Atlanta Fed leader Dennis Lockhart on Monday expressed strong support for boosting short-term rates off near-zero levels, in one of the last statements from a Federal Reserve official before the central bank meets to decide monetary policy next week.
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"I'm ready for a decision to lift off" and push rates up from the near-zero setting they have rested at since December 2008, he told The Wall Street Journal. "I'm satisfied" the criteria set by the Fed to determine when to raise rates "have been substantially met."
Mr. Lockhart was interviewed ahead of the Dec. 15-16 Federal Open Market Committee meeting, where he has a vote. Central bankers are widely expected to boost rates off levels set during the depths of the financial crisis and worst economic downturn seen since the Great Depression.
A number of Fed official have clearly called for a rate increase, while others have expressed a willingness to act at the gathering. Markets broadly foresee a move higher.
The Fed had been expected to raise rates in September but refrained from doing so amid broad-based concerns about growth in China and other emerging markets. Mr. Lockhart, who holds an upbeat view on the economy, said that by and large, he sees no reason why overseas factors should hold the Fed back now as the unemployment rate is low and inflation is likely to rise.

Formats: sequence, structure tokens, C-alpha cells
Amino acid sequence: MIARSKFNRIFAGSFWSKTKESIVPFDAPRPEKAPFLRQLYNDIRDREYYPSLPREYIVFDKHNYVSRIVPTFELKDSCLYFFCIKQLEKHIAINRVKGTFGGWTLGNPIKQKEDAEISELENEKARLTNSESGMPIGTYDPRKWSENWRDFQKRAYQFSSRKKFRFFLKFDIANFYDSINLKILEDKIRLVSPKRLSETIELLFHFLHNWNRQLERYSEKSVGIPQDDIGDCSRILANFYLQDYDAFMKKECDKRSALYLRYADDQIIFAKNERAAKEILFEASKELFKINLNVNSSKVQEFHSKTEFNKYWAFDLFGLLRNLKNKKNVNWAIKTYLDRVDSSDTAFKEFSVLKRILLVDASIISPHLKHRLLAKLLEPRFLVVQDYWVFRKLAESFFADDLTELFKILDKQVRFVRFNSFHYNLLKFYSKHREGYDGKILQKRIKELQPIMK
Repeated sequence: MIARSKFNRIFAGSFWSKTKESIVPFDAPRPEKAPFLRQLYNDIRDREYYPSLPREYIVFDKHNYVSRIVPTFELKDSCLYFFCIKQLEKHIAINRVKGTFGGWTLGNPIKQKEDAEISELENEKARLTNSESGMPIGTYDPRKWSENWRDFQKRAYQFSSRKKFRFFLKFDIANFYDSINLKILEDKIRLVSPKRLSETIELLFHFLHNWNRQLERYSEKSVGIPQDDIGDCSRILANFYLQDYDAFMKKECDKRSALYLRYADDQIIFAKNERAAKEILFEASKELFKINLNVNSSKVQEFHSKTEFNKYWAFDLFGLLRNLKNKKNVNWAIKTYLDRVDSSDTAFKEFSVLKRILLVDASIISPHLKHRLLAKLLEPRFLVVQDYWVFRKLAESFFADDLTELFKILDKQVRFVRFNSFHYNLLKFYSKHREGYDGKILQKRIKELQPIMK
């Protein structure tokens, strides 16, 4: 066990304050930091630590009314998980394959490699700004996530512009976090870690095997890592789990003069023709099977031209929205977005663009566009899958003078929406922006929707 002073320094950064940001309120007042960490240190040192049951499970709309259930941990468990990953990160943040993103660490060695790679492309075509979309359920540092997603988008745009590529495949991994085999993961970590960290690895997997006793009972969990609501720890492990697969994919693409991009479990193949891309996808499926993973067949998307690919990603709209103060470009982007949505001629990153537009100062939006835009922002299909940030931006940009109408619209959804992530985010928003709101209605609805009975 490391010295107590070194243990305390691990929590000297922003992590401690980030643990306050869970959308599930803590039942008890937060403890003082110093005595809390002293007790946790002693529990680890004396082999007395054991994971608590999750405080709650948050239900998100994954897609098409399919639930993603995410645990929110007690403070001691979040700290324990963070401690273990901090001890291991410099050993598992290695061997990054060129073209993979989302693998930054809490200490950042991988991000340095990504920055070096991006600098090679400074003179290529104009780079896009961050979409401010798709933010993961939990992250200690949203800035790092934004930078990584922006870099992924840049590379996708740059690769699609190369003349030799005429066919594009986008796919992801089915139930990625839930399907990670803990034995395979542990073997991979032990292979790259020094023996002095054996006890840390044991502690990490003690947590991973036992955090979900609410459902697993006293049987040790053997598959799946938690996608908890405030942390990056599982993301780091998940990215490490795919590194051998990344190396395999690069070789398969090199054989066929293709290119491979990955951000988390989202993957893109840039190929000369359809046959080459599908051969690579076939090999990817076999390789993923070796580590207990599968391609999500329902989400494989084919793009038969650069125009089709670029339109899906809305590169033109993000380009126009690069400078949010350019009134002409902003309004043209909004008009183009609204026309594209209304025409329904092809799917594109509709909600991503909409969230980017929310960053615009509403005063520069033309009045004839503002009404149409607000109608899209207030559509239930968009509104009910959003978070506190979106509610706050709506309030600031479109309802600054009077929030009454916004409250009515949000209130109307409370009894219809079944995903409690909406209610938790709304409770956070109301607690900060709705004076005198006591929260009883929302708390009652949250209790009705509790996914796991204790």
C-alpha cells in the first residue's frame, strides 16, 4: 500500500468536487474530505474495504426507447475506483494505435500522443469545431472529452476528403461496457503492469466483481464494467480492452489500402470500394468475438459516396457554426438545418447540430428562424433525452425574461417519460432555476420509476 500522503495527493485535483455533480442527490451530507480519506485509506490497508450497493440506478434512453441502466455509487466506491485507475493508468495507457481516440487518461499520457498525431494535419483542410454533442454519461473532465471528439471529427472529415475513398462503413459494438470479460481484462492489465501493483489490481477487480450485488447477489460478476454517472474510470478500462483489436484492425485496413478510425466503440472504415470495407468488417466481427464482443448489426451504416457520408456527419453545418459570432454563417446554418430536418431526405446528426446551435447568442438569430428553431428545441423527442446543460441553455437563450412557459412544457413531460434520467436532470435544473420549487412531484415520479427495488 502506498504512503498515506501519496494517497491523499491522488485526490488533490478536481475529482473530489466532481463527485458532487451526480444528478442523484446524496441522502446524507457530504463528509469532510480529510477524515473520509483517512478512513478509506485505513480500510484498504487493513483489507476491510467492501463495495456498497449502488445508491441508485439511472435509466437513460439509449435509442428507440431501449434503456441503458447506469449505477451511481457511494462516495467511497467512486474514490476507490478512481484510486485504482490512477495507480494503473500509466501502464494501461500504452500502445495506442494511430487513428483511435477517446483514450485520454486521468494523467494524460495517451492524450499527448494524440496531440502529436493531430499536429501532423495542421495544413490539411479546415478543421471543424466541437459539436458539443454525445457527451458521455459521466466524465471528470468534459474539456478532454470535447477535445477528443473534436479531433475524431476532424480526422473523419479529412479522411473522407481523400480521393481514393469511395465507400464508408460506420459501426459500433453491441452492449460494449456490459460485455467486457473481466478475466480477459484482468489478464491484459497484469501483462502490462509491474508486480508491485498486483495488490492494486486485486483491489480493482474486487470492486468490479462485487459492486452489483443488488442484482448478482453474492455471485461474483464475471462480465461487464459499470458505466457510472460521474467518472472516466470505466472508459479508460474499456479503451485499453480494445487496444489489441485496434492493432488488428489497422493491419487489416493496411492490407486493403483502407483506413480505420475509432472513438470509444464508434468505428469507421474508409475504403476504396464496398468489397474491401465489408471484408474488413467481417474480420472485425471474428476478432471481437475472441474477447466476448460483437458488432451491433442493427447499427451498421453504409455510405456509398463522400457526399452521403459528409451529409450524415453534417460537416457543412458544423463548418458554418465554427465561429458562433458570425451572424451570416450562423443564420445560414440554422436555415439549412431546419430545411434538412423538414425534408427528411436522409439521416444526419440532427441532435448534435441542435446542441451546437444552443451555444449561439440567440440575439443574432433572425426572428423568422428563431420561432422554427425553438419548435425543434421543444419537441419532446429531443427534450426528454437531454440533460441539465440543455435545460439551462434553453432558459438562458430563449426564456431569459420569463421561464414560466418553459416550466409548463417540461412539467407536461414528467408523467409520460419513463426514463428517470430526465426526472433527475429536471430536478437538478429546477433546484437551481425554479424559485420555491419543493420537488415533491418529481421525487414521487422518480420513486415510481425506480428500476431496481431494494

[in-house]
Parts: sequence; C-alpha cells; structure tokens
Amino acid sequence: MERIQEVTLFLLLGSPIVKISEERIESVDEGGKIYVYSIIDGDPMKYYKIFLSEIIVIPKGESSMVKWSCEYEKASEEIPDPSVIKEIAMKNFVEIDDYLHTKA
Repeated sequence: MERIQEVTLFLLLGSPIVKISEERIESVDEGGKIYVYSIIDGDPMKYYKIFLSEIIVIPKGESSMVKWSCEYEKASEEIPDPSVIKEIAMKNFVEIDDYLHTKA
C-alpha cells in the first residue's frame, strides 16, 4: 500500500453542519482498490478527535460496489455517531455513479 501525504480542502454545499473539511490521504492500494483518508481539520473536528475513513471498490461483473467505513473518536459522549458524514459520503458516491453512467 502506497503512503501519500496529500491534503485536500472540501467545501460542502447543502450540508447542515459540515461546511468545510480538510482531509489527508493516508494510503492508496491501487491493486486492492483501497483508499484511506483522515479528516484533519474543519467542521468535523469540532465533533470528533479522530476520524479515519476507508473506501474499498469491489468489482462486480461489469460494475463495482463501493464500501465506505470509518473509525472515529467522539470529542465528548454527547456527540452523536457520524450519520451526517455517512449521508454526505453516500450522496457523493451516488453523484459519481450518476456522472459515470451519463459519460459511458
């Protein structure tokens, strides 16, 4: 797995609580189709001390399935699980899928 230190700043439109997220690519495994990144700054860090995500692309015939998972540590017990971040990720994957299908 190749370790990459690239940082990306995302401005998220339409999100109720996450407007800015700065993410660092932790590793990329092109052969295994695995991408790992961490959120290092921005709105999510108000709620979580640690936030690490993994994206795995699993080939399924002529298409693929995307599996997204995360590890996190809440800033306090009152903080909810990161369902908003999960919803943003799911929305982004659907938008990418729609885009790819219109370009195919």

"The U.S. economy has a motor than runs on its own power," Mr. Lockhart said. Fears of a China slowdown appear to have been "overstated" and "the best prediction for China is that, yes, they will grow more slowly than they have in recent years, but still at a respectable rate of growth." The durability of China's continued expansion will be a boost to "the overall tone of global psychology," he said.
Mr. Lockhart said he has confidence that the process of starting Fed rate rises won't unsettle financial and emerging markets.
"The discussion of a raising rate environment has been in the air for well over a year now," he said. "Emerging markets are either eager for us to get on with it, or are at least sort of prepared and resigned to a rising dollar rate environment."